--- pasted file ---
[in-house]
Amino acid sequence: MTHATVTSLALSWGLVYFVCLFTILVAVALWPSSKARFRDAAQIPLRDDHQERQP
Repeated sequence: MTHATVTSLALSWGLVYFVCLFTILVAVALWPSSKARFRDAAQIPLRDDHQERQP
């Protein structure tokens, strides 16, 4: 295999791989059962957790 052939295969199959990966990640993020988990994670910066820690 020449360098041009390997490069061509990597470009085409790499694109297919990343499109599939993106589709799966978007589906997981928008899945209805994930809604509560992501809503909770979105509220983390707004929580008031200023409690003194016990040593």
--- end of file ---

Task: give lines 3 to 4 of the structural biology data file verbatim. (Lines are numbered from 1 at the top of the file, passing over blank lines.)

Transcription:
Repeated sequence: MTHATVTSLALSWGLVYFVCLFTILVAVALWPSSKARFRDAAQIPLRDDHQERQP
């Protein structure tokens, strides 16, 4: 295999791989059962957790 052939295969199959990966990640993020988990994670910066820690 020449360098041009390997490069061509990597470009085409790499694109297919990343499109599939993106589709799966978007589906997981928008899945209805994930809604509560992501809503909770979105509220983390707004929580008031200023409690003194016990040593």